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J Photochem Photobiol B. 2016 Oct;163:30-9. doi: 10.1016/j.jphotobiol.2016.08.008. Epub 2016 Aug 8.

Diffusion limitations and metabolic factors associated with inhibition and recovery of photosynthesis following cold stress in Elymus nutans Griseb.

Author information

1
Department of Grassland Science, College of Animal Science and Technology, Northwest A&F University, Yangling, Shaanxi 712100, China.
2
Natural Resource Management Department, South Dakota State University, West River Agricultural Center, Rapid City, SD 57702, USA.
3
Department of Grassland Science, College of Animal Science and Technology, Northwest A&F University, Yangling, Shaanxi 712100, China. Electronic address: xuyuefei1980@163.com.
4
Department of Grassland Science, College of Animal Science and Technology, Northwest A&F University, Yangling, Shaanxi 712100, China. Electronic address: hutianming@126.com.

Abstract

We studied the effects of cold stress (5°C) and re-warming (25°C) on gas exchange, photosystem II, key photosynthetic enzyme activities, gene expression, and carbohydrate metabolite concentrations in two Elymus nutans genotypes differing in cold resistance (DX, cold-tolerant and ZD, cold-sensitive). Cold stress led to irreversible reductions in photosynthetic rate. This reduction was accompanied by declining stomatal and mesophyll conductance (gs and gm), transpiration rate (Tr) and photochemical efficiency in both genotypes, however there were smaller decreases in DX than in ZD. Cold-tolerant DX maintained higher photosynthetic enzyme activities and transcript levels, as well as higher reducing sugar concentrations and sucrose accumulation. The relationship between Pn and internal leaf CO2 concentration (Pn/Ci curve) during cold and re-warming was analyzed to estimate the relative influence of stomatal and non-stomatal components on photosynthesis. Stomatal limitation, non-stomatal limitation, and CO2 compensation point (CP) increased in both genotypes under cold stress, but to a lesser extent in DX. Maximum CO2 assimilation rate (Pmax), and carboxylation efficiency (CE) declined, but DX had significantly higher levels of Pmax and CE than ZD. Following cold-stress recovery, the maximum quantum yield of PSII (Fv/Fm), apparent electron transport rate (ETR), Rubisco activity, Rubisco activation state and CE in DX resumed to the control levels. In contrast, Pn, Pmax, gs, gm, and Tr recovered only partially for DX, suggesting that incomplete recovery of photosynthesis in DX may be mainly related to diffusion limitations. Higher Rubisco large subunit (RbcL) and Rubisco activase (RCA) transcript levels, glyceraldehyde-3-phosphate dehydrogenase (GAPDH) activity, and carbohydrate accumulation contributed to higher photosynthetic recovery in DX. These results indicate that the maintenance of higher Pn and Pmax under cold stress and recovery in cold-tolerant DX could be attributed to reduced diffusion limitations and rapid recuperation of metabolic factors.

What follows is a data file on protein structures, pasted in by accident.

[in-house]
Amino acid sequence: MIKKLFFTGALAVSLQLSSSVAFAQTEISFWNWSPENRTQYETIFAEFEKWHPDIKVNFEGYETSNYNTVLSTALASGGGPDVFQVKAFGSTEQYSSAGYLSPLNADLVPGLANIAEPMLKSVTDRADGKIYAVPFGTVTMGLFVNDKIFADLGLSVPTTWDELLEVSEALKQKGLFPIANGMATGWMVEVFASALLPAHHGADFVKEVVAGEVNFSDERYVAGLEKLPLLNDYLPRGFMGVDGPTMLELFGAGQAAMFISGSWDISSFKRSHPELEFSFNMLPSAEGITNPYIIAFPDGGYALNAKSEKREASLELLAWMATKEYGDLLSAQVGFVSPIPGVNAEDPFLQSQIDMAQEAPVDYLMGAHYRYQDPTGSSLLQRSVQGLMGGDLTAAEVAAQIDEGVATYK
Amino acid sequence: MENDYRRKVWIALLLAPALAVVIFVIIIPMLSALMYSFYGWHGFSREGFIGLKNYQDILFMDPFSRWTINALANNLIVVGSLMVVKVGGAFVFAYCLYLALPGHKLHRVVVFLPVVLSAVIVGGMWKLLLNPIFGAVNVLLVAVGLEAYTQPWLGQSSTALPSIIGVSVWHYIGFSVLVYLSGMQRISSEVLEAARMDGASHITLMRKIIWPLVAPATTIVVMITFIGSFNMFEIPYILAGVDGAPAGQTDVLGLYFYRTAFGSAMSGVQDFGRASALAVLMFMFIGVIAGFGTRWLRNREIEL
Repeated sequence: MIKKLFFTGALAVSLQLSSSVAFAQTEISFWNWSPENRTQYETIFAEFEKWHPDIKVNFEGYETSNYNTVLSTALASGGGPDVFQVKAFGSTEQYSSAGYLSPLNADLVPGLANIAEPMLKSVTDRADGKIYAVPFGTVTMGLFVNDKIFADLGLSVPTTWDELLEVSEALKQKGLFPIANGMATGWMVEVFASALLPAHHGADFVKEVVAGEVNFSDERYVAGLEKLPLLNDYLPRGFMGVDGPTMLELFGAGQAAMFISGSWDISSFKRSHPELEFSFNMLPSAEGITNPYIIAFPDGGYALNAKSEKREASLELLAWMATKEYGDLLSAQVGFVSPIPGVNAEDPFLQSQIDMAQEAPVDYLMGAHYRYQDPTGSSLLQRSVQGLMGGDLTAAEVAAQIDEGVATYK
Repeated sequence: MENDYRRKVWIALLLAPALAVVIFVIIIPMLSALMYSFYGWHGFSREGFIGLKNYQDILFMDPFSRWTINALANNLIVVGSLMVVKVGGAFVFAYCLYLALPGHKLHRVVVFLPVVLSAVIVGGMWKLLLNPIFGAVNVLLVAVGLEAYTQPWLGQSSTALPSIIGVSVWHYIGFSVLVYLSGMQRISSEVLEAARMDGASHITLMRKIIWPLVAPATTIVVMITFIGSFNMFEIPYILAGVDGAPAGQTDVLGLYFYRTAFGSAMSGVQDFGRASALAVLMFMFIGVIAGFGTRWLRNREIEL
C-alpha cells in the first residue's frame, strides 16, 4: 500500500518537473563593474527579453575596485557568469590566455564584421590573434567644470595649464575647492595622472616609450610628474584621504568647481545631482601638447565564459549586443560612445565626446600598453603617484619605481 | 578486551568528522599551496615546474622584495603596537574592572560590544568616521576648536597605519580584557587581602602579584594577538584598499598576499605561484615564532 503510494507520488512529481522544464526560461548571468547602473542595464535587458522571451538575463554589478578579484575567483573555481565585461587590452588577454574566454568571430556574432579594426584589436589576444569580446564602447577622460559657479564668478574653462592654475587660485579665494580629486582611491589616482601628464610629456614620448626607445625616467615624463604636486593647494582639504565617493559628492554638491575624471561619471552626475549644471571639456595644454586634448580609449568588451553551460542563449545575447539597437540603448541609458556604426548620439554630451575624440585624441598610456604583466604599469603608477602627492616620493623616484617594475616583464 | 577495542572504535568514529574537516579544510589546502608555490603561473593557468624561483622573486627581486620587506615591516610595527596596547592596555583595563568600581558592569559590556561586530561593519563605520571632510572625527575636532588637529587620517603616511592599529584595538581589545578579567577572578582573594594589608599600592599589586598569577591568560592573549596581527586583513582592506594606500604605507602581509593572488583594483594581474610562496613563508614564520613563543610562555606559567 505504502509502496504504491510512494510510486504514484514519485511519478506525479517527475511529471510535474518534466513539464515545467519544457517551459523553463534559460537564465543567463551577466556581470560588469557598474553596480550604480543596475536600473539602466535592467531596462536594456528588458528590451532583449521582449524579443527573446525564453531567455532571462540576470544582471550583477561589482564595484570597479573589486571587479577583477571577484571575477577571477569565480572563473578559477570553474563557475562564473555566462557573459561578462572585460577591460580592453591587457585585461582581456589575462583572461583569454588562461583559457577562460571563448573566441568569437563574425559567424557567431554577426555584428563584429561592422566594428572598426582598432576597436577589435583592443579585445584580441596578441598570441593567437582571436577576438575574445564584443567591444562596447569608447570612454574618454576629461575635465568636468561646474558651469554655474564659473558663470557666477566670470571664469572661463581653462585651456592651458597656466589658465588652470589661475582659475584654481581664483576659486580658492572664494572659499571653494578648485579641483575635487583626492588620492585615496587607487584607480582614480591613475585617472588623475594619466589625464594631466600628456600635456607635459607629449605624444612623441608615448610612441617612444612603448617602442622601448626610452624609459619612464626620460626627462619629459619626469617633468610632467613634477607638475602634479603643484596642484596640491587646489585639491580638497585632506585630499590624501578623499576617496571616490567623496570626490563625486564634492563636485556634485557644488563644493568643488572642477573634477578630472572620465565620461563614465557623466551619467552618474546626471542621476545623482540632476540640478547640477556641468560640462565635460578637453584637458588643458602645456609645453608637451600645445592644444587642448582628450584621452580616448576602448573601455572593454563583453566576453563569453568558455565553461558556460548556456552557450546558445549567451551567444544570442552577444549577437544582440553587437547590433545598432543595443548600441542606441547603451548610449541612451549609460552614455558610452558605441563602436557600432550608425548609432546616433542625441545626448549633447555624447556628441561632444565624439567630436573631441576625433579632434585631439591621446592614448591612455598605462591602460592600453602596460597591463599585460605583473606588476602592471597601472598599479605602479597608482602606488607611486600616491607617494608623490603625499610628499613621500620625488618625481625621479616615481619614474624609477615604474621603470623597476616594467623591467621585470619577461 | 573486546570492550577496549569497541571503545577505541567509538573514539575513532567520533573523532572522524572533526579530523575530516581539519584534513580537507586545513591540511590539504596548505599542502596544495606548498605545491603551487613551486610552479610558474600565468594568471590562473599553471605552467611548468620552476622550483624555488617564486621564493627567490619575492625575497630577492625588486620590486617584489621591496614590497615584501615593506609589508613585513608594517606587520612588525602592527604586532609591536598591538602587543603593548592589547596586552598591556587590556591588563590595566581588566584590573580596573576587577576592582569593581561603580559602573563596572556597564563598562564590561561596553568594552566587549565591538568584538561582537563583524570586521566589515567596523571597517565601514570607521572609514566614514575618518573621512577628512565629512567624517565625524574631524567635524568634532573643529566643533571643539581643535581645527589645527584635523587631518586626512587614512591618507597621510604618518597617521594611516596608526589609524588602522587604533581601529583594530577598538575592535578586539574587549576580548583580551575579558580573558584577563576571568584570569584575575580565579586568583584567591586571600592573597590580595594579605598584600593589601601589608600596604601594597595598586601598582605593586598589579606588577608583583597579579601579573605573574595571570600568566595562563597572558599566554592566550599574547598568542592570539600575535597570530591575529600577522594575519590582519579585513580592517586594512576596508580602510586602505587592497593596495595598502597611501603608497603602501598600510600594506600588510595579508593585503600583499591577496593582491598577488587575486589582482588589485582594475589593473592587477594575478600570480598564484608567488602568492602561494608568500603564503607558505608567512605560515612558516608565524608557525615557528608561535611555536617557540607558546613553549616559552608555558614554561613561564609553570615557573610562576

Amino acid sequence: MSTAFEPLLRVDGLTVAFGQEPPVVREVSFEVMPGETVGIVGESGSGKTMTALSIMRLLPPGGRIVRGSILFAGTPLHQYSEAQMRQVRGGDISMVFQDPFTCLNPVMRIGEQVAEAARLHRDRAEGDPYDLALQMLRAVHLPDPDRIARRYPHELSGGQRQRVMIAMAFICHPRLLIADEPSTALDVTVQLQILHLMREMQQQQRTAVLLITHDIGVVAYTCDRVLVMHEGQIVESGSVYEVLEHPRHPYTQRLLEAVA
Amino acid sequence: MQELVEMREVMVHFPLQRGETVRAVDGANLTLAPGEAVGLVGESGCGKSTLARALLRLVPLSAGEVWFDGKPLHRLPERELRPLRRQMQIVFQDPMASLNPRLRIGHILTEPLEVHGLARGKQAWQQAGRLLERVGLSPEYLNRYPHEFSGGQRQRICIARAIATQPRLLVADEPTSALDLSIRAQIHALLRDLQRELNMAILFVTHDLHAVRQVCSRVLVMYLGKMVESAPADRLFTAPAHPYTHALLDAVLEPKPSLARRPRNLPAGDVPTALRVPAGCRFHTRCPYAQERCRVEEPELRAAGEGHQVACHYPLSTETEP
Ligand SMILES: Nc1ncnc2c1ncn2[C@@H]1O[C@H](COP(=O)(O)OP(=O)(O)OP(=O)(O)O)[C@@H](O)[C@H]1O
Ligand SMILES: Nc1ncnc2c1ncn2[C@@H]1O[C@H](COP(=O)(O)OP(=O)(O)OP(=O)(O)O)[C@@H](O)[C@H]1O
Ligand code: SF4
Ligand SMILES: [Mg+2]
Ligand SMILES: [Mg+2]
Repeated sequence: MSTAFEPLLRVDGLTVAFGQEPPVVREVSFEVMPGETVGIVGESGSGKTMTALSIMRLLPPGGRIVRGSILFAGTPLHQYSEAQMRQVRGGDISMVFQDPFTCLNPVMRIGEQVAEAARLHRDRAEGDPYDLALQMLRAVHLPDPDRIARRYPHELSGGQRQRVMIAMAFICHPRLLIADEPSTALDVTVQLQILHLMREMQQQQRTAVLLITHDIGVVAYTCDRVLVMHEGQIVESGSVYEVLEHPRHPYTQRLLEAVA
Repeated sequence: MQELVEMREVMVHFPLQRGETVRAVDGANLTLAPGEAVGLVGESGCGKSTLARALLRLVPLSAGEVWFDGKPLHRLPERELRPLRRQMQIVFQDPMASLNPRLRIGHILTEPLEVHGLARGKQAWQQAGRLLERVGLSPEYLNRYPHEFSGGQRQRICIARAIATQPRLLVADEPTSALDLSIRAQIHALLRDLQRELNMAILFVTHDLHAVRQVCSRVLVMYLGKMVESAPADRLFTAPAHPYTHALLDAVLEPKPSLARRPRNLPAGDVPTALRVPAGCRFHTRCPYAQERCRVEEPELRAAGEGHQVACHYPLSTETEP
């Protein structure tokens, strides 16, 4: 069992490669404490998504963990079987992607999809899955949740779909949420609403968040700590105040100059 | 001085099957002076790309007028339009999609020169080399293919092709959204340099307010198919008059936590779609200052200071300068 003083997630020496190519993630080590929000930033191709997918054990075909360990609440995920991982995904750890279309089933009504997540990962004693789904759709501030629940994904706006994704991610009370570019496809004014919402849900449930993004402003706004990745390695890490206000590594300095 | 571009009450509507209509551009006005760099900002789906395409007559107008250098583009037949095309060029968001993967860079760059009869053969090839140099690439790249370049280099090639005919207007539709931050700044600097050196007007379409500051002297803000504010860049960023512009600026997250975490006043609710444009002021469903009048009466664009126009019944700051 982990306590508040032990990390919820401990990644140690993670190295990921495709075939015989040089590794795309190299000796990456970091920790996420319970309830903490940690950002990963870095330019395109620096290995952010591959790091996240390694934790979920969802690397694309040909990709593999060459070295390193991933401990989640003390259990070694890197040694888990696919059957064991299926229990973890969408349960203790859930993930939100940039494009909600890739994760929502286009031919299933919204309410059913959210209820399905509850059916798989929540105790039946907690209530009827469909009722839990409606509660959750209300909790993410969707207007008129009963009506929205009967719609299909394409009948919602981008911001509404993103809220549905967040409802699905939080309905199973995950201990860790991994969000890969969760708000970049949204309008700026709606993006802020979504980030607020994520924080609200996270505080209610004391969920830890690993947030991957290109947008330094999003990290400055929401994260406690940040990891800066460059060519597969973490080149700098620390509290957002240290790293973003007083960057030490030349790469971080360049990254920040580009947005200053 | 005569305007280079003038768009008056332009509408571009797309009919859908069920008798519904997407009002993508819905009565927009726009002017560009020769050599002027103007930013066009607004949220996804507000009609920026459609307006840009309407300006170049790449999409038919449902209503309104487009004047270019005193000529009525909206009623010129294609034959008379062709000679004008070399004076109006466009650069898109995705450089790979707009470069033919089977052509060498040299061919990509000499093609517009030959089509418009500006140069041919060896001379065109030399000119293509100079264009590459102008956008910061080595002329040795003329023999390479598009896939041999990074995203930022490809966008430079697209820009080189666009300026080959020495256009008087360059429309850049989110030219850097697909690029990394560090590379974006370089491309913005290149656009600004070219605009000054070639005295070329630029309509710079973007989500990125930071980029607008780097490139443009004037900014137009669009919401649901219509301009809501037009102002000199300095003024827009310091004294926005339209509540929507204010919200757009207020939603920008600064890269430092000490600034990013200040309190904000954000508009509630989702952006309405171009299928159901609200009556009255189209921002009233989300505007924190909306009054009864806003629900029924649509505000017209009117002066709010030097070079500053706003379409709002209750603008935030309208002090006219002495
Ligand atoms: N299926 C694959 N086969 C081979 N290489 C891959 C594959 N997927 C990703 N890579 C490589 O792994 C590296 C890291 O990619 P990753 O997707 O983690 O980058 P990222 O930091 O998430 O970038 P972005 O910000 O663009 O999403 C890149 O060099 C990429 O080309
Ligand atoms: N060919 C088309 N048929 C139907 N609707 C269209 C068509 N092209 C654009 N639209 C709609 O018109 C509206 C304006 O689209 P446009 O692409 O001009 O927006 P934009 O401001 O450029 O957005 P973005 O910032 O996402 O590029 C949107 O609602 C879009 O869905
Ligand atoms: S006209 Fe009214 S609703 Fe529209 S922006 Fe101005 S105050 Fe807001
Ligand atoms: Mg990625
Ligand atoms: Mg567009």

KEYWORDS:

Carbohydrate metabolite; Cold stress; Photosynthesis; Photosynthetic enzymes; Recovery

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